[vc_row][vc_column width=”1/3″][vc_single_image image=”2231″ img_size=”full”][/vc_column][vc_column width=”2/3″][vc_column_text]Everyone knows someone who has undergone hip or knee replacement. These surgeries are no longer exclusively performed on older persons and are now not uncommon procedures for many patients with persistent, significant hip or knee pain. Problems that lead people to be willing to undergo joint replacement surgery include ongoing intolerable pain and loss of mobility. Good outcomes are generally associated with these procedures, but it is reasonable that most of us would far prefer to prevent the progression of a degenerative joint disorder and avoid the need for surgery.
Hip or knee joint replacement surgery is typically prescribed for osteoarthritis (degenerative joint disease). Osteoarthritis involves thinning of protective joint cartilage, loss of sufficient lubrication of the joint by its synovial membrane, and painful inflammation. Osteoarthritis may occur years or decades after a significant joint injury, or osteoarthritis may be a long-term result of disuse, limited use, or otherwise insufficient physical activity.[/vc_column_text][/vc_column][/vc_row][vc_row][vc_column][vc_empty_space height=”10px”][vc_column_text]As with most physical ailments, prevention is generally much more effective than is treatment. Prevention takes time, but the expenditure of time may be worth it compared to the amount of time expended later on in terms of visits to specialist physicians, laboratory tests and MRI studies, possible surgical procedures, and extensive recovery and rehabilitation. Prevention of osteoarthritis is the best policy from every point of view.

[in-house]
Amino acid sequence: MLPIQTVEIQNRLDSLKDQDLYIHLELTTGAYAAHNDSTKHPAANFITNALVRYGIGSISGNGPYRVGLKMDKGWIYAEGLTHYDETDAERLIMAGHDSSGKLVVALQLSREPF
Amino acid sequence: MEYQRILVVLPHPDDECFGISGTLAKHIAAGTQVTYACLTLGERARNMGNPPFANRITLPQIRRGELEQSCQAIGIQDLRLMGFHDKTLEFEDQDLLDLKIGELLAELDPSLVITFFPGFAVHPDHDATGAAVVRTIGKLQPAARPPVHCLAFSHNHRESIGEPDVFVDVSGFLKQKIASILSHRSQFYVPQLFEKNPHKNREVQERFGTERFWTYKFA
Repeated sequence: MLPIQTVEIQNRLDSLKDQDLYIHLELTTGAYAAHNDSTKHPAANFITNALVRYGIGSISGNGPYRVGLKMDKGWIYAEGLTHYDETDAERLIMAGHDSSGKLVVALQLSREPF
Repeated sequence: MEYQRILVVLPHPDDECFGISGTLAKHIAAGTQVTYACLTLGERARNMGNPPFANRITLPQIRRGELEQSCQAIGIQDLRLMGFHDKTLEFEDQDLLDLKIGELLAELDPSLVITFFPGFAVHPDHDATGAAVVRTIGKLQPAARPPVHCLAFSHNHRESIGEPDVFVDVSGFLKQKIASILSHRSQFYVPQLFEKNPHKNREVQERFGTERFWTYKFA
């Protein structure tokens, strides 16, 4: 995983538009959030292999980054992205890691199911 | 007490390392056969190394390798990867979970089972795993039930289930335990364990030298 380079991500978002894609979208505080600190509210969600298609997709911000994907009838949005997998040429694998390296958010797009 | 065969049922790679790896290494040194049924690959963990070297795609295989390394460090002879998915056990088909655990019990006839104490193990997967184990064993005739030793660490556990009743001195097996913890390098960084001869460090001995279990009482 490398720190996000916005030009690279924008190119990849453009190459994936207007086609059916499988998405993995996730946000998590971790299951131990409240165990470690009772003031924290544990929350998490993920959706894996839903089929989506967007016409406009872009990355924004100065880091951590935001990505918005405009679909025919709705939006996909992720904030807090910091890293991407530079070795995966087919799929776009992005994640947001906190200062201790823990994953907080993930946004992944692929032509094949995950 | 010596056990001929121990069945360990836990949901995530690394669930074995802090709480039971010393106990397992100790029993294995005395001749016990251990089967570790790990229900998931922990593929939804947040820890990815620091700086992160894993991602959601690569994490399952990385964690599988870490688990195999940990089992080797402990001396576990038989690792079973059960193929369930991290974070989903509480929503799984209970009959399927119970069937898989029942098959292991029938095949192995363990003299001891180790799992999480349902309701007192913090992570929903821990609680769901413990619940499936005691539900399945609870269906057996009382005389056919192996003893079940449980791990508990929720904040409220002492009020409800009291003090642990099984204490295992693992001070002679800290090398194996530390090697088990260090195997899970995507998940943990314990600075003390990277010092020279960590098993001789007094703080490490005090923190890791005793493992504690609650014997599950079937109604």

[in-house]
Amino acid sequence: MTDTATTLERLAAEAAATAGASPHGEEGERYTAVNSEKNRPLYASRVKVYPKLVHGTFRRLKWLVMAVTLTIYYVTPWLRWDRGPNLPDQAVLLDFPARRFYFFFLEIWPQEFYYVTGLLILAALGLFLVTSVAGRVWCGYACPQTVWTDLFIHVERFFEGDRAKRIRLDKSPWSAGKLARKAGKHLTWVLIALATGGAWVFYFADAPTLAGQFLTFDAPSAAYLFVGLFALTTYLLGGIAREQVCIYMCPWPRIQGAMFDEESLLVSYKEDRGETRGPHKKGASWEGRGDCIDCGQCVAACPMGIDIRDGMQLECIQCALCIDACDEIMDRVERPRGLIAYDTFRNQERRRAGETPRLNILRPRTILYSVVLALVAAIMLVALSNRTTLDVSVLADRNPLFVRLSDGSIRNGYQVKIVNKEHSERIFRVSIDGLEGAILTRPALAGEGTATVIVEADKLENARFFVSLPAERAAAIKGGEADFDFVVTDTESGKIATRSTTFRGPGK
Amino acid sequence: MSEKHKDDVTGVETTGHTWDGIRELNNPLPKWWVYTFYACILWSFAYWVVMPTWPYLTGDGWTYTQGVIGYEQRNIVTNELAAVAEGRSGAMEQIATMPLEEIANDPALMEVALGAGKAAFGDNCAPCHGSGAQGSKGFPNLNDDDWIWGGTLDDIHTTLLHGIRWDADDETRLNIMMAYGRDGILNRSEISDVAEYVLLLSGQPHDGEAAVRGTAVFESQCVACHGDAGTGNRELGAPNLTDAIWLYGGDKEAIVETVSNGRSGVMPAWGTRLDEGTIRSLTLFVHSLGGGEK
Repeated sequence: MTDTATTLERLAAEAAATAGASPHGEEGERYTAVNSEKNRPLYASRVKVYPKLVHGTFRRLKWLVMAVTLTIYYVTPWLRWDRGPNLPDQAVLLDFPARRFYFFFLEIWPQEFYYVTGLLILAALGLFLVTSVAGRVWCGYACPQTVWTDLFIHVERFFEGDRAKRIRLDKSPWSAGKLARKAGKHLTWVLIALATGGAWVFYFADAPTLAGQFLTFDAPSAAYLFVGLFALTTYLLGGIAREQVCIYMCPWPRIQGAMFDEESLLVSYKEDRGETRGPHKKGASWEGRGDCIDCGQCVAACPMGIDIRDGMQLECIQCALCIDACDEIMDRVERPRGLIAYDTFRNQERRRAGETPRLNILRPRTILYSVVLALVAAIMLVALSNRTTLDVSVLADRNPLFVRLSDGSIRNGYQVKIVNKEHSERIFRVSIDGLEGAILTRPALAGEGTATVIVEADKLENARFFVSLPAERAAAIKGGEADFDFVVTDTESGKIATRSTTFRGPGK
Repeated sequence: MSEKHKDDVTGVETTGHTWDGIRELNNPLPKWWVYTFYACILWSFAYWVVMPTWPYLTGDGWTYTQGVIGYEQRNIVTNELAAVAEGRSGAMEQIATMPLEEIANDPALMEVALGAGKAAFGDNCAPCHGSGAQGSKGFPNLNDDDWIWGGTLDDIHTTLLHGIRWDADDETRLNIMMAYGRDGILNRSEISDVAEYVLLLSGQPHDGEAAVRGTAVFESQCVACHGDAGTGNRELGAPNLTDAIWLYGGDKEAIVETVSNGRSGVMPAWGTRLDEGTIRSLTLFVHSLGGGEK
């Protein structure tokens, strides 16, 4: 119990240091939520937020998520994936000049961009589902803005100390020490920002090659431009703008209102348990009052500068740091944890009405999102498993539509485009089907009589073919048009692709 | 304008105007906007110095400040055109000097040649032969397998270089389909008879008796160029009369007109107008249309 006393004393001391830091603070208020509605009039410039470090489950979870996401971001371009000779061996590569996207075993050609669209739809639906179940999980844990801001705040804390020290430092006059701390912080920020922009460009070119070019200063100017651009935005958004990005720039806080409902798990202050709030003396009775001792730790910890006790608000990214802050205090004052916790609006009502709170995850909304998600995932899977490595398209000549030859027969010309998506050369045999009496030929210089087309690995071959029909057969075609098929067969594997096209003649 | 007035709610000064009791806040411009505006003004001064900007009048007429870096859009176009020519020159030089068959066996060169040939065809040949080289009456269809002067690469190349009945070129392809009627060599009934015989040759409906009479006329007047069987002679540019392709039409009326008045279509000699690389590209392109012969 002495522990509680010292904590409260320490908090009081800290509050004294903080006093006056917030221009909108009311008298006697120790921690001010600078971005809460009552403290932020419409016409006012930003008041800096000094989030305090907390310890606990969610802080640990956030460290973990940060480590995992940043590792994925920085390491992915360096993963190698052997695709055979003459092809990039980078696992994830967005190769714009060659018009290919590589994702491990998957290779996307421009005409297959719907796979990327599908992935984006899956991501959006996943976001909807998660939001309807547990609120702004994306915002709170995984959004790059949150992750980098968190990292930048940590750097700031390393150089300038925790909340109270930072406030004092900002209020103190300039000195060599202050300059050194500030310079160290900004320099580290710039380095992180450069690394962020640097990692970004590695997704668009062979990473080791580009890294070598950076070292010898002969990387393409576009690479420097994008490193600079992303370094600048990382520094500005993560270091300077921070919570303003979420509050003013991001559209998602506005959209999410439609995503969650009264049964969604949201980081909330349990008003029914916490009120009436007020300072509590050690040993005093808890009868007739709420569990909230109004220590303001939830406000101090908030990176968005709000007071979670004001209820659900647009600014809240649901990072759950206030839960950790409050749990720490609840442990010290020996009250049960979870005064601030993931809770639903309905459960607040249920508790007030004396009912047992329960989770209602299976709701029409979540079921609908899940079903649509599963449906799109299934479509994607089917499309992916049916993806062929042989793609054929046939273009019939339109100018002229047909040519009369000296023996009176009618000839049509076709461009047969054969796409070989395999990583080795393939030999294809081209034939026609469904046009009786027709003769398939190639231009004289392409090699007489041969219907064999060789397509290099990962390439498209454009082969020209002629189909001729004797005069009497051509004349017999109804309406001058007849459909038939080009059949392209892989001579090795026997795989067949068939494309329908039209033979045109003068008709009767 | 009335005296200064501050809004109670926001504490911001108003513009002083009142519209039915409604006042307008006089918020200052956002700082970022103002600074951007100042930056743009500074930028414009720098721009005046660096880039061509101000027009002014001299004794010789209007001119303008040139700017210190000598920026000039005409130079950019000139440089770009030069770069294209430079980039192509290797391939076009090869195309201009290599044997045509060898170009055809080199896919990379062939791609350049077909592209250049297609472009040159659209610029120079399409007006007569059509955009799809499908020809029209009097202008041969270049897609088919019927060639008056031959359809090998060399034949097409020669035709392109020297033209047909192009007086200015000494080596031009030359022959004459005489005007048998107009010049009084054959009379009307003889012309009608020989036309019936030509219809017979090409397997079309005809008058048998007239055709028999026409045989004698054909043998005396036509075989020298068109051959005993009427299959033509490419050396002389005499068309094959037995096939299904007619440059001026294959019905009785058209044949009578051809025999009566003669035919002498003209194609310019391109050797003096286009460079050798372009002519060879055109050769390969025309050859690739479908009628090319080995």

Some things just happen, of course, and a minority of osteoarthritis cases will get worse regardless of the measures taken. But, overall, various forms of exercise as well as visits to the chiropractor’s office have been consistently shown to substantially benefit people with osteoarthritis of the knee or hip. Effective exercise programs include walking, running, and biking. Any or all of these are appropriate in most circumstances. Aquatic exercise, such as swimming or water aerobics, is also of great benefit in the treatment of knee or hip osteoarthritis.
Additionally, core exercises are an important part of any comprehensive exercise program, especially when a primary objective is to slow or prevent osteoarthritis. Core exercises help stabilize and strengthen weight-bearing structures such as your lower back and pelvis, removing significant mechanical loads from other weight-bearing joints such as the hip and knee. Redistributing mechanical stresses away from your hips and knees through exercise and regular chiropractic care helps these joints to function more optimally and retain peak levels of performance, hopefully, far into the future.
Although these preventive activities take time, the return on investment is high. The benefits extend far beyond protection of your hips and knees. Your exercise routines improve cardiovascular fitness, increase restful sleep, enhance your posture, and add an extra bounce to your step. By engaging in a consistent program of vigorous physical activity, you’re helping to increase your long-term health and well-being, and by extension, that of your family as well.
- Fransen M, et al: Exercise for osteoarthritis of the knee. Cochrane Database Syst Rev. 2015 Jan 9;1:CD004376. doi: 10.1002/14651858.CD004376.pub3
- Bartels EM, et al: Aquatic exercise for the treatment of knee and hip osteoarthritis. Cochrane Database Syst Rev. 2016 Mar 23;3:CD005523. doi: 10.1002/14651858.CD005523.pub3
- Rivera CE: Core and Lumbopelvic Stabilization in Runners. Phys Med Rehabil Clin N Am 27(1):319-337, 2016